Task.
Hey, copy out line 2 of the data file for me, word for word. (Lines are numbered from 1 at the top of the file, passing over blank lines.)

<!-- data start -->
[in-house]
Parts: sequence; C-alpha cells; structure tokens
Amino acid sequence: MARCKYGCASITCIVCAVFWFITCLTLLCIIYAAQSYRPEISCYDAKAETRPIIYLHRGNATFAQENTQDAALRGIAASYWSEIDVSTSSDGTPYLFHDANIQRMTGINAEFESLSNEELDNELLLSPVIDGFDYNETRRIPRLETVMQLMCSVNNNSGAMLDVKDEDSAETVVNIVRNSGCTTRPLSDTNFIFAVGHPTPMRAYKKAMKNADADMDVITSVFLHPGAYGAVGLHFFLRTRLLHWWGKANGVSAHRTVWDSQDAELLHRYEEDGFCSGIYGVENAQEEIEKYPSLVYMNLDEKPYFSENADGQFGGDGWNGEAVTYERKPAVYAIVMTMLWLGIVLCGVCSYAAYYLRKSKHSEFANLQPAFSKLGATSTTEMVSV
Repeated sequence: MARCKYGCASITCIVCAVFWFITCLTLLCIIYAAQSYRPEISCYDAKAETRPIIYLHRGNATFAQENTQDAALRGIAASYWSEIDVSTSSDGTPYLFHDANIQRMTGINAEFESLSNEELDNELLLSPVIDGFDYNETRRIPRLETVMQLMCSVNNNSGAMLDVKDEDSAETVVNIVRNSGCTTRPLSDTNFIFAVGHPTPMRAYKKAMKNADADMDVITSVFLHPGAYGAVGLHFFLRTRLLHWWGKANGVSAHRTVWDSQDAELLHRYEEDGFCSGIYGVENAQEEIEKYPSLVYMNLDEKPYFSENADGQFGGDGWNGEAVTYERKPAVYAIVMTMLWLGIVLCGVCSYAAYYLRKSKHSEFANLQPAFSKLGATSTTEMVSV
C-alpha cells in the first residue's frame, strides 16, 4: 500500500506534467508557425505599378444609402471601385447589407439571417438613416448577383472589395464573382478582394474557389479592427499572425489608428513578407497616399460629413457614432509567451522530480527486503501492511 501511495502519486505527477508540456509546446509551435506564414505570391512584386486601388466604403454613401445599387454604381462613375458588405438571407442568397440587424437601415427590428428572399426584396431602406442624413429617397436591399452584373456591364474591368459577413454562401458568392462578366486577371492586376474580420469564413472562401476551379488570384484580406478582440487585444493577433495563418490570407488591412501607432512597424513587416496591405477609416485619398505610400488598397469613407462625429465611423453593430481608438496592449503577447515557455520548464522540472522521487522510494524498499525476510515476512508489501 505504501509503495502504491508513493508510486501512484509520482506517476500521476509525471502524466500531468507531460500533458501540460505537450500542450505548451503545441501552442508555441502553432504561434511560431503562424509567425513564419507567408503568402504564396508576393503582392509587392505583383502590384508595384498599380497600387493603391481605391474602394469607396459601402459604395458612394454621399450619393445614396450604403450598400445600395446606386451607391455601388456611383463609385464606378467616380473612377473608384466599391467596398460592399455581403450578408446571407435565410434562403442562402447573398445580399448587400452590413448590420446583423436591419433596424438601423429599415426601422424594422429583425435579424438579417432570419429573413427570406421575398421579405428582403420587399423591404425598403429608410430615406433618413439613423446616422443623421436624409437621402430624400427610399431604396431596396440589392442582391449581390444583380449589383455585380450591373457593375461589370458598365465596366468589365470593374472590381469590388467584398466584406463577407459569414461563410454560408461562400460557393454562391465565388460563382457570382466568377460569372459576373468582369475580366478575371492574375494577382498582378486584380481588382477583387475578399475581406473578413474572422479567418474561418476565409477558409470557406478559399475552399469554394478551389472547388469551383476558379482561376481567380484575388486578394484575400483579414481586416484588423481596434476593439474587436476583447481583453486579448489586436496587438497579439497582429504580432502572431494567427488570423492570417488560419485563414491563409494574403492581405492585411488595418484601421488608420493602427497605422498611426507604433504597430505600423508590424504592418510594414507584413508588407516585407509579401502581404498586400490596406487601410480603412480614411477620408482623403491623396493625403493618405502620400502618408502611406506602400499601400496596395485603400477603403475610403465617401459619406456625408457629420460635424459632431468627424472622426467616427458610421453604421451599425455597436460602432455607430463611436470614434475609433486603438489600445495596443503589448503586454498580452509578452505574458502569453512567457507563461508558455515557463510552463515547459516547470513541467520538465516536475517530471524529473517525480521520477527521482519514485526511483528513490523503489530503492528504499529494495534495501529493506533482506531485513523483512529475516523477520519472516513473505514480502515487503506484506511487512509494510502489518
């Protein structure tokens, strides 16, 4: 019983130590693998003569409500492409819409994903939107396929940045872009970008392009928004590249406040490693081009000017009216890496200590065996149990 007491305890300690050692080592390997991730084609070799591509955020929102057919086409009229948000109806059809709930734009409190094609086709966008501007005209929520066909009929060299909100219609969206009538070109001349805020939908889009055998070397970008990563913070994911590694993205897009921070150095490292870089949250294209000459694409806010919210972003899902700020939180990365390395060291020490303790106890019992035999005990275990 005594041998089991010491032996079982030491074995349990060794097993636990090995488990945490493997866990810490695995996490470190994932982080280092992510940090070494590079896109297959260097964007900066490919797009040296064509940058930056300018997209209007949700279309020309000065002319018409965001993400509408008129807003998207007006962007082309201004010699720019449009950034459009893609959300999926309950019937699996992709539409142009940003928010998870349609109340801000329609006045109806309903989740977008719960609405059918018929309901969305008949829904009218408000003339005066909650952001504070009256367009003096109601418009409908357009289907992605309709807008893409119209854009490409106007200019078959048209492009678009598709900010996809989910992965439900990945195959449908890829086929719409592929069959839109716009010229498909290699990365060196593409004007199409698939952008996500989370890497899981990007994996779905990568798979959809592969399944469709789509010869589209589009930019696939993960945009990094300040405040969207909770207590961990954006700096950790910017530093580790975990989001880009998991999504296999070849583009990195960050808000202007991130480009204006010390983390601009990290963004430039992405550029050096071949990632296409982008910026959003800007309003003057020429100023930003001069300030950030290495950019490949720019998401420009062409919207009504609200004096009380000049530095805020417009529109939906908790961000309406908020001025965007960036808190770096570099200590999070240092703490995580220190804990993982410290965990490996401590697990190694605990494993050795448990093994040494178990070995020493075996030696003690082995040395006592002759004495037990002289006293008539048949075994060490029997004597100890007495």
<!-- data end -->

Parts: sequence; C-alpha cells; structure tokens